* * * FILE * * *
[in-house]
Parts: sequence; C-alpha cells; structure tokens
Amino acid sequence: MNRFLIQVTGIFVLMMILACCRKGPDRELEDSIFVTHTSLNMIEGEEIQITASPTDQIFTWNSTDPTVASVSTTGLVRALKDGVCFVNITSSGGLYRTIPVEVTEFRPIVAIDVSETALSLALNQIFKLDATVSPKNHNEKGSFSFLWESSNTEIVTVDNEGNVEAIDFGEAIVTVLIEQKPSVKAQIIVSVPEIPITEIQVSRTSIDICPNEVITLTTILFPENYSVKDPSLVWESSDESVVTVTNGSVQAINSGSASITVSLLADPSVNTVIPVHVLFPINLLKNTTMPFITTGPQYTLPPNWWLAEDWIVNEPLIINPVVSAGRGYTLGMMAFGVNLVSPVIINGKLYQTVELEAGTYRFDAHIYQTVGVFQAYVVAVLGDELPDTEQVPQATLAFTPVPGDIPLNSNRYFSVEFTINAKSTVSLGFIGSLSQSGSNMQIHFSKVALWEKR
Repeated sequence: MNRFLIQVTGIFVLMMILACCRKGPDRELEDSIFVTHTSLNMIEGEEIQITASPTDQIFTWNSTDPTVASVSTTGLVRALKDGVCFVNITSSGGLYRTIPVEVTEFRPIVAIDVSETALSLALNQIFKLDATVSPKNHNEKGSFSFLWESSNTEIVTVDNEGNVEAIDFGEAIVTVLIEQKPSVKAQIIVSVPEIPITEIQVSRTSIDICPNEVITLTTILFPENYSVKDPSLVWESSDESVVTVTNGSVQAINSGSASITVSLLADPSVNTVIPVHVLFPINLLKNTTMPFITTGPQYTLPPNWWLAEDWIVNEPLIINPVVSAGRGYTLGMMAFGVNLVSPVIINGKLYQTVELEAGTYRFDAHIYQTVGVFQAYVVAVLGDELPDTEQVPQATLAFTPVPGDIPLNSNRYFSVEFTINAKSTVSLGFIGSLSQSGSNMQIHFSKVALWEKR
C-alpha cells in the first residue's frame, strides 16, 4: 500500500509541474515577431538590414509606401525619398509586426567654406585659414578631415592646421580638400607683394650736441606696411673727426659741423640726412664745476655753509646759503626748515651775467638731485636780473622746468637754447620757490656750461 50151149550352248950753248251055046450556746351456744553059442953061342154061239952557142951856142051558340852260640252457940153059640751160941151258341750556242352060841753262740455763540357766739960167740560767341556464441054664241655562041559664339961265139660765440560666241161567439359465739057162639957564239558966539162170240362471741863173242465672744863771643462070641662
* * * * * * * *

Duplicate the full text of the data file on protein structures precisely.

[in-house]
Parts: sequence; C-alpha cells; structure tokens
Amino acid sequence: MNRFLIQVTGIFVLMMILACCRKGPDRELEDSIFVTHTSLNMIEGEEIQITASPTDQIFTWNSTDPTVASVSTTGLVRALKDGVCFVNITSSGGLYRTIPVEVTEFRPIVAIDVSETALSLALNQIFKLDATVSPKNHNEKGSFSFLWESSNTEIVTVDNEGNVEAIDFGEAIVTVLIEQKPSVKAQIIVSVPEIPITEIQVSRTSIDICPNEVITLTTILFPENYSVKDPSLVWESSDESVVTVTNGSVQAINSGSASITVSLLADPSVNTVIPVHVLFPINLLKNTTMPFITTGPQYTLPPNWWLAEDWIVNEPLIINPVVSAGRGYTLGMMAFGVNLVSPVIINGKLYQTVELEAGTYRFDAHIYQTVGVFQAYVVAVLGDELPDTEQVPQATLAFTPVPGDIPLNSNRYFSVEFTINAKSTVSLGFIGSLSQSGSNMQIHFSKVALWEKR
Repeated sequence: MNRFLIQVTGIFVLMMILACCRKGPDRELEDSIFVTHTSLNMIEGEEIQITASPTDQIFTWNSTDPTVASVSTTGLVRALKDGVCFVNITSSGGLYRTIPVEVTEFRPIVAIDVSETALSLALNQIFKLDATVSPKNHNEKGSFSFLWESSNTEIVTVDNEGNVEAIDFGEAIVTVLIEQKPSVKAQIIVSVPEIPITEIQVSRTSIDICPNEVITLTTILFPENYSVKDPSLVWESSDESVVTVTNGSVQAINSGSASITVSLLADPSVNTVIPVHVLFPINLLKNTTMPFITTGPQYTLPPNWWLAEDWIVNEPLIINPVVSAGRGYTLGMMAFGVNLVSPVIINGKLYQTVELEAGTYRFDAHIYQTVGVFQAYVVAVLGDELPDTEQVPQATLAFTPVPGDIPLNSNRYFSVEFTINAKSTVSLGFIGSLSQSGSNMQIHFSKVALWEKR
C-alpha cells in the first residue's frame, strides 16, 4: 500500500509541474515577431538590414509606401525619398509586426567654406585659414578631415592646421580638400607683394650736441606696411673727426659741423640726412664745476655753509646759503626748515651775467638731485636780473622746468637754447620757490656750461 50151149550352248950753248251055046450556746351456744553059442953061342154061239952557142951856142051558340852260640252457940153059640751160941151258341750556242352060841753262740455763540357766739960167740560767341556464441054664241655562041559664339961265139660765440560666241161567439359465739057162639957564239558966539162170240362471741863173242465672744863771643462070641662